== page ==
‘What’s really important moving forward is having the flexibility to deal with local outbreaks while letting the rest of the country and economy get back to normal at the same time.’

NHS Test and Trace figures released today show testing numbers remained stable at around 4.5million over the last week, while recording an increase of 22 per cent of cases.

Some 13,644 cases were transferred to the contact tracing system between May 20 and 26, an increase of 26 per cent on the previous week.

MailOnline analysis yesterday showed the number of people in hospital with Covid is only rising in the North West, where Indian variant hotspots are concentrated, going up by 24 per cent over the last fortnight of May to 177 Covid patients on wards. 

Speaking to reporters on a visit to a school Mr Johnson struck an optimistic tone, but admitted infections are rising and that he needs to be ‘cautious’. He insisted people must ‘wait a little longer’ for the final decision.

The Prime Minister said: ‘What we need to work out is to what extent the vaccination programme has protected enough of us, particularly the elderly and vulnerable, against a new surge, and there I’m afraid the data is still ambiguous. The best the scientists can say at the moment is we just need to give it a little bit longer.’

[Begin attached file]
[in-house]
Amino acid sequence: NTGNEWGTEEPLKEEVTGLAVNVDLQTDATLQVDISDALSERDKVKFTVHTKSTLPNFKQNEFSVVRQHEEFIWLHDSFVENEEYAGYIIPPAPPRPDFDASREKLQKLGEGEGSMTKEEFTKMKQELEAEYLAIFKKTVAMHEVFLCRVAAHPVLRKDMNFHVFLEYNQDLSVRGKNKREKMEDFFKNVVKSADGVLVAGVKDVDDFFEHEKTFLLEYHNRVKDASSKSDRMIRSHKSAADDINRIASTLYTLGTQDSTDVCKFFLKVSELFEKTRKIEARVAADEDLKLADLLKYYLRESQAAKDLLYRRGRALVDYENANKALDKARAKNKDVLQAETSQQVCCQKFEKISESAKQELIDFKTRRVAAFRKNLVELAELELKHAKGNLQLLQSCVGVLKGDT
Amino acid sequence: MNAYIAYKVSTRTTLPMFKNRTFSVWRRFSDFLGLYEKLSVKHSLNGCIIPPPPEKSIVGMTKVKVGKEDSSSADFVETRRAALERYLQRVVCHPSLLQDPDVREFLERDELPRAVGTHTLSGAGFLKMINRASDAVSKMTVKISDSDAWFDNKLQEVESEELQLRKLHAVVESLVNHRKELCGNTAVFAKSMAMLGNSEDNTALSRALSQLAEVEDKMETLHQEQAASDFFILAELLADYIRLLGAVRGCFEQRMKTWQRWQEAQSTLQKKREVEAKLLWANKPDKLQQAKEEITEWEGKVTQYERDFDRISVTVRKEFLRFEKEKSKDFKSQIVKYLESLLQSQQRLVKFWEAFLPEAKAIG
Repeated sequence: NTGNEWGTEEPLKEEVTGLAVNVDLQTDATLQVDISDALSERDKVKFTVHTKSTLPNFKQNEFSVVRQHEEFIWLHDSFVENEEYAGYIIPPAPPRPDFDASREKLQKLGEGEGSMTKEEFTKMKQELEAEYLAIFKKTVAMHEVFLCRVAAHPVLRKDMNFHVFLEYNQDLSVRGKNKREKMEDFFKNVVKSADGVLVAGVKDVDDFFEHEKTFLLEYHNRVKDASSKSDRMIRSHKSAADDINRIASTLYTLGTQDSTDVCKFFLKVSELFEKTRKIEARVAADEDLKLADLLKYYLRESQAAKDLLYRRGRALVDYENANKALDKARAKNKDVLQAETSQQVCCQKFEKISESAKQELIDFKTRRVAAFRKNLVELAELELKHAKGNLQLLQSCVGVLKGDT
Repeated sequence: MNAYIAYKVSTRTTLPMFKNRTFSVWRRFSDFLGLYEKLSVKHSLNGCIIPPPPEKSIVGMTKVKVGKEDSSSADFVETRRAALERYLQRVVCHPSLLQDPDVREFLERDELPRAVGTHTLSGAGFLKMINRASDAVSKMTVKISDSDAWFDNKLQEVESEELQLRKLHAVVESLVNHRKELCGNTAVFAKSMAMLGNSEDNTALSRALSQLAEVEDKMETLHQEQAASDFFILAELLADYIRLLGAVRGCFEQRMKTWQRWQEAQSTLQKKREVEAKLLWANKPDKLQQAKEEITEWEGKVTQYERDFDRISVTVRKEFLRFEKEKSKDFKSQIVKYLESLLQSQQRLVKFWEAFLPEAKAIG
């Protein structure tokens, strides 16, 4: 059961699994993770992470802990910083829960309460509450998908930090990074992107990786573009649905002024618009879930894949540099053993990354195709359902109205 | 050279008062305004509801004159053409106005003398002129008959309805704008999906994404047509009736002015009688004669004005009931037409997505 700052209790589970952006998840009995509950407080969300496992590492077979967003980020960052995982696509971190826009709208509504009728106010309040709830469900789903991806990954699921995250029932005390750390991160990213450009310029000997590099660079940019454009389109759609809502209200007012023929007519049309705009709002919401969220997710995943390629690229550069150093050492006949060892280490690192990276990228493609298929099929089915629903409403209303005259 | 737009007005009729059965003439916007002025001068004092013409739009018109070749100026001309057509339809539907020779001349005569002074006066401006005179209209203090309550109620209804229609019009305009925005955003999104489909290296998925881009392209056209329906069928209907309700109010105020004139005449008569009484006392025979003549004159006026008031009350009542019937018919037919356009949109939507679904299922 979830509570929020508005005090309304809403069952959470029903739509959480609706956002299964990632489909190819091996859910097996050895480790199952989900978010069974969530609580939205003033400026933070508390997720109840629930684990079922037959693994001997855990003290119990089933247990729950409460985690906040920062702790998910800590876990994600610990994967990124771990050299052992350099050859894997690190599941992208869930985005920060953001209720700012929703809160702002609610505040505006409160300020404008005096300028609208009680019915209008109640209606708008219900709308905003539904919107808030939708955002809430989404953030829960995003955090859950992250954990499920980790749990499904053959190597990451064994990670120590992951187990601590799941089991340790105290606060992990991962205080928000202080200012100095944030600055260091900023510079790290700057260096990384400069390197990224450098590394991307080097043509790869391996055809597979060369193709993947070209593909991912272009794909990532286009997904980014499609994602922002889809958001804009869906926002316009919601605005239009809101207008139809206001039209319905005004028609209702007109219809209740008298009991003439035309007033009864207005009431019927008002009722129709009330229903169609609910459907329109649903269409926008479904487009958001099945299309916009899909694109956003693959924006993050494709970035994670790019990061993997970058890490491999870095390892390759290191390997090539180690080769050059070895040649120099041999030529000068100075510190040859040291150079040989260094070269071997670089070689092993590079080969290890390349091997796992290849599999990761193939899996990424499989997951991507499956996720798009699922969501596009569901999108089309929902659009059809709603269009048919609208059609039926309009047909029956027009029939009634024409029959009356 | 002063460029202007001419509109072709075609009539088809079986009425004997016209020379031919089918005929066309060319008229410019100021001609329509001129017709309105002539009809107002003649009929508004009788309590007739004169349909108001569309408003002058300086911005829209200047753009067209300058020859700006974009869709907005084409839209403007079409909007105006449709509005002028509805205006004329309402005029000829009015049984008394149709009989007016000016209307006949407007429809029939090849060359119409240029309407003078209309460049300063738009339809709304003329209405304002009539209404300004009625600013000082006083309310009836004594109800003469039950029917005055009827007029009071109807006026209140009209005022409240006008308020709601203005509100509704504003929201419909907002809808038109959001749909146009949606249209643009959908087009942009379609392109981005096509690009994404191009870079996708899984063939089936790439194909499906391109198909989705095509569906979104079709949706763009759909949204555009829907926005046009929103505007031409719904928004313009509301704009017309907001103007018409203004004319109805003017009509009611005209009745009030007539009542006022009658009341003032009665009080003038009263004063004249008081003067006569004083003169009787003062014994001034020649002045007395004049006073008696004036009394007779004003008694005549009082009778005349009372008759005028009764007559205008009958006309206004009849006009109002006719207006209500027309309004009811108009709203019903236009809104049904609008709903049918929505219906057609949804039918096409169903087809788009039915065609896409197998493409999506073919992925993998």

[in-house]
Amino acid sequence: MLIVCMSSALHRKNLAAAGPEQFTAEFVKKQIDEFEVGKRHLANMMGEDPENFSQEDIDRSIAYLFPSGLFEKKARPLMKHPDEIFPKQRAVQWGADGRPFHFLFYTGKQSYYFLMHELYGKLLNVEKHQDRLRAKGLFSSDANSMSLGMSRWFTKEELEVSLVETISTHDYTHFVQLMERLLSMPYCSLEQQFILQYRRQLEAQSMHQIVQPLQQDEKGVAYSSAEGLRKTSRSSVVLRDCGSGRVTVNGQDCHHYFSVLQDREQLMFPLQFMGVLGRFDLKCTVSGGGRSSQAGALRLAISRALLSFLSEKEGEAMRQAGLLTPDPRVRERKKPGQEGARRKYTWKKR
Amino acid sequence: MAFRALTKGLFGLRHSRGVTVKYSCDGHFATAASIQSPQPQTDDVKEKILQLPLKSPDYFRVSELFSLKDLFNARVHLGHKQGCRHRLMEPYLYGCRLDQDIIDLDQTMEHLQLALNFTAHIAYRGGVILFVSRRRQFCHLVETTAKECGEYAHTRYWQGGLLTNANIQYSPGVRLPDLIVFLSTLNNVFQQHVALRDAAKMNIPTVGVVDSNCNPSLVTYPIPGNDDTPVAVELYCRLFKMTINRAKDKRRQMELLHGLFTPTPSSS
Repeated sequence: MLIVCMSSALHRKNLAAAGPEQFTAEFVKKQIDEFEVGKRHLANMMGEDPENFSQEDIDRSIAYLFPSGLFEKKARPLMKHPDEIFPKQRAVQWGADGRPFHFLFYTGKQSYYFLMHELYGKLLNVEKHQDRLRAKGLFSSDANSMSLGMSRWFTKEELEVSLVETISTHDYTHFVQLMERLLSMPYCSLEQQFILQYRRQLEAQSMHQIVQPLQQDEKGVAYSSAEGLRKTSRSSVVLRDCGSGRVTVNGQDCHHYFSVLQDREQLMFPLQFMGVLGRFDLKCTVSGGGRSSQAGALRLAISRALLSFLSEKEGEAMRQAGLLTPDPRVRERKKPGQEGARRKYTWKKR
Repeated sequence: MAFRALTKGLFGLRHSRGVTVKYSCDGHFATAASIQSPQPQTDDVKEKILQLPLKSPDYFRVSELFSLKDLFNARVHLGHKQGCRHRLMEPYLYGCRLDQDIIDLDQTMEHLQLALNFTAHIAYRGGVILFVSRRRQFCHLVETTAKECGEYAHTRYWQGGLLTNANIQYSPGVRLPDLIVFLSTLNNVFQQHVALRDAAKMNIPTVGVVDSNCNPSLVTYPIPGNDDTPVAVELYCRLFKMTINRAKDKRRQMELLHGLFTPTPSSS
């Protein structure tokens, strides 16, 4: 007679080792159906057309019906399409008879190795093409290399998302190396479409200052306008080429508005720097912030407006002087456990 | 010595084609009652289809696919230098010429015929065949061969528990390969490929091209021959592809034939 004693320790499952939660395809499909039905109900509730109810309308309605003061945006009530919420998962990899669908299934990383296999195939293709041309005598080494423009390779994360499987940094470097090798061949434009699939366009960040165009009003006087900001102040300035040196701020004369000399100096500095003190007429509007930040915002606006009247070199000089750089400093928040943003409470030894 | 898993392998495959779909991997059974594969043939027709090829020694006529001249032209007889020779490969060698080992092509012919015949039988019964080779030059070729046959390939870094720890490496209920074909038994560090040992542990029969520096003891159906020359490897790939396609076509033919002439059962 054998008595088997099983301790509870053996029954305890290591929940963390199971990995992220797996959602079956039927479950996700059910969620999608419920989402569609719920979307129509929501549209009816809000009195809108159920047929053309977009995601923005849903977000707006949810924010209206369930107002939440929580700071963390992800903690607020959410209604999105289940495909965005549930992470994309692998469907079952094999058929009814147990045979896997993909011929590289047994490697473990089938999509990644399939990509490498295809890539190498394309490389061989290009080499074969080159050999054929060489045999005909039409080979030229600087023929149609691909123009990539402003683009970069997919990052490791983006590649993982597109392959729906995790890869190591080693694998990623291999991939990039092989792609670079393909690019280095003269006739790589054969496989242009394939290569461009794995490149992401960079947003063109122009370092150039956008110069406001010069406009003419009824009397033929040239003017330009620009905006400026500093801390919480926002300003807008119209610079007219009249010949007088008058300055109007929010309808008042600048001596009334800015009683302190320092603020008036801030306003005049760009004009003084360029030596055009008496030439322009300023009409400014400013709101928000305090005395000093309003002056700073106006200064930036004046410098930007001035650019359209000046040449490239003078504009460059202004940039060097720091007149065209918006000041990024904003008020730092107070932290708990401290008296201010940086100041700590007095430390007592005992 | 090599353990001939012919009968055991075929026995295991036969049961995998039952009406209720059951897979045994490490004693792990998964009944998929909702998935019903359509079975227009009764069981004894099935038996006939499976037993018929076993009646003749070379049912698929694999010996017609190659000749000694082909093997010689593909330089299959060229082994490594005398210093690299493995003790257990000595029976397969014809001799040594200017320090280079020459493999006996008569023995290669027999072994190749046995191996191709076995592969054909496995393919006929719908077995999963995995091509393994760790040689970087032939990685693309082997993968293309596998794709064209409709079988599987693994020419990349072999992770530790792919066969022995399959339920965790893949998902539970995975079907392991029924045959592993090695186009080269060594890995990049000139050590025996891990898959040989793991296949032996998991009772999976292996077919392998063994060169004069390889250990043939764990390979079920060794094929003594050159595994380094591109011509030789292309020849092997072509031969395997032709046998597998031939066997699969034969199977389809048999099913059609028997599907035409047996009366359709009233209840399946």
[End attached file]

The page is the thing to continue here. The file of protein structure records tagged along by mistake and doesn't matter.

One of the top scientific advisers to No10, Oxford medicine professor Sir John Bell, said he was optimistic that the roadmap would be able to go ahead and urged ministers not to run scared from rising cases in the face of the new variant and lifting lockdown rules but to watch data on hospital admissions and deaths instead.

Hitting back at members of SAGE calling for a longer lockdown, Sir John Bell said ministers must instead focus on hospitalisations and deaths, which have remained flat nationally but there are signs of admissions increasing.